Millenials: The Next Wave of Hotel Social Media
Last week, Marriott announced plans to import a European hotel chain aimed specifically at Millenials to the United States. I was actually thinking about Millenials when I was writing about TripAdvisor last week, and Marriott’s announcement just drives home my feelings about the future landscape of hotel social media.
Most of the people I know on Facebook have about 300 friends, and I’d say we’re mostly in the 30-50 age range, but the friends I have that are in their mid-twenties often have five and six hundred (or more!) Pew Internet Research reports that Millenials (18-34) have a mean of 318 friends, while Gen X (35-46) has a mean of 197. Millenials have about 60% more friends on average. It makes sense since they’ve effectively grown up with Facebook; it’s truly a part of their social framework and the volume of their networks shows it.
Social media savvy Millenials with money are the future (and realistically, the present) of the hotel industry, and there are a lot of implications. Marriott obviously gets this, as they import a hotel chain known for keeping its guests connected. What’s been on my mind in terms of social media and the Millenials, however, is TripAdvisor’s ability to show you not only the hotels reviews and recommendations of your friends but also of friends of friends. This has explosive potential when you’re talking about someone who’s 25, has growing amounts of expendable income, and has 600 or more Facebook friends… so how many friends of friends is that? A lot, that’s how many!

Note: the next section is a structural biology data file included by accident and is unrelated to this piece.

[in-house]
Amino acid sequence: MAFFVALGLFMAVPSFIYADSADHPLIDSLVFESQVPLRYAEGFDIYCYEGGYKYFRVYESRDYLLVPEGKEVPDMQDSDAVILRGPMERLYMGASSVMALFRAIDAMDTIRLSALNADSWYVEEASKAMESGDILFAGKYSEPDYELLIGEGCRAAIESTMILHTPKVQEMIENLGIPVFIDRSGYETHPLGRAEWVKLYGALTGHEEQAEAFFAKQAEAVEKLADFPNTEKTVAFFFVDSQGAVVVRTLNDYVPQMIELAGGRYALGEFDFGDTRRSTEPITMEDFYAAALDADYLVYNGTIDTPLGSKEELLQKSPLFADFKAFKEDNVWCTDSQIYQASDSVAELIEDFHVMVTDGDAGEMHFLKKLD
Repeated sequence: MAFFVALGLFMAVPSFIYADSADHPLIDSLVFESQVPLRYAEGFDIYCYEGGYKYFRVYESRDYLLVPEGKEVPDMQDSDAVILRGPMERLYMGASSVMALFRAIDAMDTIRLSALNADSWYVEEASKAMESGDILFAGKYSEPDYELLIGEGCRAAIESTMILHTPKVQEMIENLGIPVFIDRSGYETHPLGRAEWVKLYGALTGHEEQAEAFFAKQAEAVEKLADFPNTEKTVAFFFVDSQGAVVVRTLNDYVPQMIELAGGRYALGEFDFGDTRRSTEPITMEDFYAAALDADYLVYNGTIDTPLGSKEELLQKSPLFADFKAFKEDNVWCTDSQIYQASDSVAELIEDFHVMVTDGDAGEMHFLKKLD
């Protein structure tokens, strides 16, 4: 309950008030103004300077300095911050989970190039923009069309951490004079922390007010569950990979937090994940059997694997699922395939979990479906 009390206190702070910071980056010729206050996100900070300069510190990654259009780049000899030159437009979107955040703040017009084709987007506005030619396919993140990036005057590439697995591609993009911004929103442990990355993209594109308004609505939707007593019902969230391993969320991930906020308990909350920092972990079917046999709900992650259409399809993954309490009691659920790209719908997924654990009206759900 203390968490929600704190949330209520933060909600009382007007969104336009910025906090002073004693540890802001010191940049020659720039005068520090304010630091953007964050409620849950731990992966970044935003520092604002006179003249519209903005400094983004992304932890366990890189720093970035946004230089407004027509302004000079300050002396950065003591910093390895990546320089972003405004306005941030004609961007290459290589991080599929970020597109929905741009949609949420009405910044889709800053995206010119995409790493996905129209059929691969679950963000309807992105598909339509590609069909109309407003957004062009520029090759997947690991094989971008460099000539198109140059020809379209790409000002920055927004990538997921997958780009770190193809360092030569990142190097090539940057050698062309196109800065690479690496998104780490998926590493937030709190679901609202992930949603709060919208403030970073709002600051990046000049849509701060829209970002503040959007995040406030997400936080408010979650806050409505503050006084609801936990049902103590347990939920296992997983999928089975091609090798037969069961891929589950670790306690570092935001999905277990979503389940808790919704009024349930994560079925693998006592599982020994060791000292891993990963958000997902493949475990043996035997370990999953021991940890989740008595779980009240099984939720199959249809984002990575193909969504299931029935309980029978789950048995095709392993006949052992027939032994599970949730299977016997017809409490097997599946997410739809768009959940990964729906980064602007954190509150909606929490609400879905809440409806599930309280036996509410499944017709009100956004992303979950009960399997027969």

Interestingly, as the Marriott article notes:
Millennials value speed and convenience, are more likely to trust advice from peers than people with professional credentials and use technology to connect with more people in real time, the study found.
Peers. We’re not even talking about about friends and family as the leading factor for travel decisions, but peers. A much broader, less defined category. Peers: the new catch-all for trusting the advice of people you don’t necessarily know very well but with whom you’re connected by some commonality (Facebook).